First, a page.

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dc.contributor.advisorMacGillivray, S. R.
dc.contributor.authorIvancic, Noreen M.
dc.date.accessioned2017-06-05T19:24:38Z
dc.date.available2017-06-05T19:24:38Z
dc.date.created2000
dc.date.issued2000
dc.identifier.urihttp://knowledgecommons.lakeheadu.ca/handle/2453/1774
dc.description.abstractCritics Northrop Frye and, more recently, Linda Hutcheon have commented tellingly on the relationships that exist among Canadian art, music and literature. Perhaps surprisingly, aside from an incidental comment here and a descriptive comment there, Canadian criticism has been very reluctant to investigate this promising complex of ideas. The training in music, for exarnple, of such writers as Charles G. D. Roberts, Robert Finch and Sinclair Ross has usually been treated as a matter ofbiographical fact rather than as something which might be of significance to their work. Helen Weinzweig, a Canadian writer, has made extensive and significant use of music and visual art in her fiction. It may be an informative comment on the focus of Canadian criticism that Weinzweig's published work to date — two novels and a number of short stories - remains largely unexplored, and, on the issue of her use of music and art in her work, virtually ignored. But a close examination of the work shows that Weinzweig uses both music and art in an integral way not merely to indicate the broad cultural spectrum from which she can draw to enrich the texture of her work, but also in a structural way to link pattern and meaning. For the most part rejecting conventional fictional structures, Weinzweig employs music and art, under the integrating power of memory, in order to offer her readers more fully charged, alternative views of life. This thesis proposes to examine Weinzweig’s use of allusions and structures from music and art, in concert with the power of memory, in an effort to explicate the peculiar power of her prose fiction. Emphasis in the thesis will be on the short stories although there will be some discussion of the novels as well. The thesis will be organized in the following way. Following a brief introduction, chapter one will examine Weinzweig's use ofvisual art and artists in the stories; chapter two will explore musical allusions and structures in the stories and in the novel, Basic Black with Pearls’, a brief conclusion will be provided.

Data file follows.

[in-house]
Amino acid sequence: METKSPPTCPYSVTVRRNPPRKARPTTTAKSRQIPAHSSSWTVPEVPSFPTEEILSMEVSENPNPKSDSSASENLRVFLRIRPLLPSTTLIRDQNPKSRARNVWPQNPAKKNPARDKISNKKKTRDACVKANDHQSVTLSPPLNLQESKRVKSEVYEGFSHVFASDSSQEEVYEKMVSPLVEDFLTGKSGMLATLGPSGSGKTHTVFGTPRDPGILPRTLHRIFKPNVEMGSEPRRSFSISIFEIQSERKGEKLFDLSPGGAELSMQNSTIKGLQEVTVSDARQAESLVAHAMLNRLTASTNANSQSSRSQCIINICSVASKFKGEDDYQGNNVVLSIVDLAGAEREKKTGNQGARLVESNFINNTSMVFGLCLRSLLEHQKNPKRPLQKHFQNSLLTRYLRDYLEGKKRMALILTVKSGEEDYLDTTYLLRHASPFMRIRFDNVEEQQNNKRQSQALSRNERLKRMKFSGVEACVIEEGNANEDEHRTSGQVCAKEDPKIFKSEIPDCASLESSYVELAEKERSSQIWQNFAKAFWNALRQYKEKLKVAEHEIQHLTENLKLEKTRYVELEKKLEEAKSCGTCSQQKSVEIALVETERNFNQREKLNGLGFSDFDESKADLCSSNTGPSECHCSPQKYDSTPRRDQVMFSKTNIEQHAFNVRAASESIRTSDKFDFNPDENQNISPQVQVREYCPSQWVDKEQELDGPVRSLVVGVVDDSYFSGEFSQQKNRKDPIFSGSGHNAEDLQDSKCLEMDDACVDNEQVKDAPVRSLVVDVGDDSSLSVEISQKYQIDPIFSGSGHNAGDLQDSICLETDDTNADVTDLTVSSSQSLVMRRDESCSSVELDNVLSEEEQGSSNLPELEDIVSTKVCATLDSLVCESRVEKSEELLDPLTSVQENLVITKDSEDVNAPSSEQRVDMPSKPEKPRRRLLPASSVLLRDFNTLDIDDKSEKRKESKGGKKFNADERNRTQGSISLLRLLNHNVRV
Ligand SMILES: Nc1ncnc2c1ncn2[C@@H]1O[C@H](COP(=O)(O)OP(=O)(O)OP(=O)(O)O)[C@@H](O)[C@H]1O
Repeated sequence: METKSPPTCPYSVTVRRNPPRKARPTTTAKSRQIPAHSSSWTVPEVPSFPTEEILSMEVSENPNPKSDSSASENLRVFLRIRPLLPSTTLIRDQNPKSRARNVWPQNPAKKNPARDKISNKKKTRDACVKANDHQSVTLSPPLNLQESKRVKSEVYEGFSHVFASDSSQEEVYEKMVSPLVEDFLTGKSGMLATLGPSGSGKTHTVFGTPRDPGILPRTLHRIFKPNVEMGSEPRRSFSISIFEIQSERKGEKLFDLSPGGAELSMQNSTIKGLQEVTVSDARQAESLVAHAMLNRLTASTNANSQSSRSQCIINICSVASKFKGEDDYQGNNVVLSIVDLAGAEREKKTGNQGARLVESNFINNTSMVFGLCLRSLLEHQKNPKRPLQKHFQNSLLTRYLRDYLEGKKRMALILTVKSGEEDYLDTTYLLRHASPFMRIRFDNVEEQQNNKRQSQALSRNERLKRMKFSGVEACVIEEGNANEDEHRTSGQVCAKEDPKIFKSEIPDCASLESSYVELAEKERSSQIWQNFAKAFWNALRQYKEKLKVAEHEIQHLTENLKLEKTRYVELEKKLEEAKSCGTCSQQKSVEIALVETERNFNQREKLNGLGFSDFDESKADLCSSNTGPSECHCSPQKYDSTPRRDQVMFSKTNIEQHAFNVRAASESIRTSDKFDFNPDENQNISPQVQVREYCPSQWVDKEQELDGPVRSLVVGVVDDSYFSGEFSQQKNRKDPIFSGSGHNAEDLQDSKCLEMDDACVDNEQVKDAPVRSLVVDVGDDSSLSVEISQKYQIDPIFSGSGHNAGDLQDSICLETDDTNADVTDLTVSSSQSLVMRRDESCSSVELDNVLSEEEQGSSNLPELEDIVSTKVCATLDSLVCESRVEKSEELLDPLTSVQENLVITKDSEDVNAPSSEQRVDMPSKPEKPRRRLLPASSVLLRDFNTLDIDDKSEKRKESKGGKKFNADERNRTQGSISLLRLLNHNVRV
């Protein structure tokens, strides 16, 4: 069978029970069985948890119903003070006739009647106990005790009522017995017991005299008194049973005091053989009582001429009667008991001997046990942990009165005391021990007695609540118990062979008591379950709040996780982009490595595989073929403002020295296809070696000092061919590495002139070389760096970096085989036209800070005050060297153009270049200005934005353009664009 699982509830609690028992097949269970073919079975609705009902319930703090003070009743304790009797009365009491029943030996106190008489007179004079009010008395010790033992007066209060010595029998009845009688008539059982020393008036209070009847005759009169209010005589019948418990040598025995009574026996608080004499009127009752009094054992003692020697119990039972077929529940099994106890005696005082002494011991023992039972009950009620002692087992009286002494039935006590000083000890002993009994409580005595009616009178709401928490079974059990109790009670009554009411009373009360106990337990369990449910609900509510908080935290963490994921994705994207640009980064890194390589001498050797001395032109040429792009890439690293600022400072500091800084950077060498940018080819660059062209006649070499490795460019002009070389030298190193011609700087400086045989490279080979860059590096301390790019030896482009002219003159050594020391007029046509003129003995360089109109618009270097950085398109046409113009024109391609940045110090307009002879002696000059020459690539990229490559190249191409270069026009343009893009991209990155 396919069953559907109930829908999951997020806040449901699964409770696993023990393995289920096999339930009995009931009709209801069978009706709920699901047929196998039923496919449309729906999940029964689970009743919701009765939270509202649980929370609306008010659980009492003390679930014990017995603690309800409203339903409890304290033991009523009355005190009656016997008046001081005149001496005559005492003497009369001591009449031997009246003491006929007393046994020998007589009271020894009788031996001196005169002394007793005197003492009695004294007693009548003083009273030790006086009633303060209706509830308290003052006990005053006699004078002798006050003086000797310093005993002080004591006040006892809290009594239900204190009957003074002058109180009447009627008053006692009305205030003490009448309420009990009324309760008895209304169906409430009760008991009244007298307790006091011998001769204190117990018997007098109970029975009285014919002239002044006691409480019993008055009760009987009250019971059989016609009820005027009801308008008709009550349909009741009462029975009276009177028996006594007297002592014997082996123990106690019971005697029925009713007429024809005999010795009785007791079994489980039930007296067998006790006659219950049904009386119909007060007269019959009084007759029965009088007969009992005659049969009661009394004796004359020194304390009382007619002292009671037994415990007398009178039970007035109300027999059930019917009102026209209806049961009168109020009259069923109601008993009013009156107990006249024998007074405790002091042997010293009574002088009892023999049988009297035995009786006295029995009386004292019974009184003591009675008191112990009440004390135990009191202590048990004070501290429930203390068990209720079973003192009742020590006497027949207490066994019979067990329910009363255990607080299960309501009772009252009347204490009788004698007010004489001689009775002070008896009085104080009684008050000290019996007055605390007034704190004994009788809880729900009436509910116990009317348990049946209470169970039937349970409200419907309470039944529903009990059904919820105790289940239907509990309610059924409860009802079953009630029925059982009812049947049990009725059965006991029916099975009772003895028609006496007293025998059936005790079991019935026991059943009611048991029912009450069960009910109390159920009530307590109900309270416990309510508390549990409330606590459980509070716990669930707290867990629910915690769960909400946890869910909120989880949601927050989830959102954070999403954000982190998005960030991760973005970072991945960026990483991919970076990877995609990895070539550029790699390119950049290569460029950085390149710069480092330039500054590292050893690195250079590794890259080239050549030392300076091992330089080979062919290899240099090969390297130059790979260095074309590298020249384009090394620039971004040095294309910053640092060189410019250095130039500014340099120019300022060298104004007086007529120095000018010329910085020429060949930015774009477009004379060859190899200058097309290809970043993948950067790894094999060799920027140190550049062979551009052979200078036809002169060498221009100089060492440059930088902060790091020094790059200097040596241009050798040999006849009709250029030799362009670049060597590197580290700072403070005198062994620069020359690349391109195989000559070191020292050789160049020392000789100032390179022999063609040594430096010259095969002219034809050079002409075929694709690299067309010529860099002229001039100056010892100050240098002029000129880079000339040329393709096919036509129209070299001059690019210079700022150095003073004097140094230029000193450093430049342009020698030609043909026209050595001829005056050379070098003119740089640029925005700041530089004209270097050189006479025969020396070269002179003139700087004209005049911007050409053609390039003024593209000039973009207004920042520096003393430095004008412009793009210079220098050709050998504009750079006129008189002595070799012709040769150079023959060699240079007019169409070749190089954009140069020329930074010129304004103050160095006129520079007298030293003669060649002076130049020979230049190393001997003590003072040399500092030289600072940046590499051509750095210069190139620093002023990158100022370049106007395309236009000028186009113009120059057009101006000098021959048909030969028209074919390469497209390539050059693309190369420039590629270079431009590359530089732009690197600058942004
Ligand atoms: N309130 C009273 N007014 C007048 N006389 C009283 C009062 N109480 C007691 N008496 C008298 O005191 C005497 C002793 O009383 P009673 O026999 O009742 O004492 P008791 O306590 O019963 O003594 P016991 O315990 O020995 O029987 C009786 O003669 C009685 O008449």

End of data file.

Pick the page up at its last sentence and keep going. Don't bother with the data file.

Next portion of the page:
dc.language.isoen_US
dc.subjectArt in literature
dc.subjectMusic in literature
dc.titleArt and music in the fiction of Helen Weinzweig / by Noreen Ivancic.
etd.degree.nameM.A.
etd.degree.levelMaster
etd.degree.disciplineEnglish
etd.degree.grantorLakehead University


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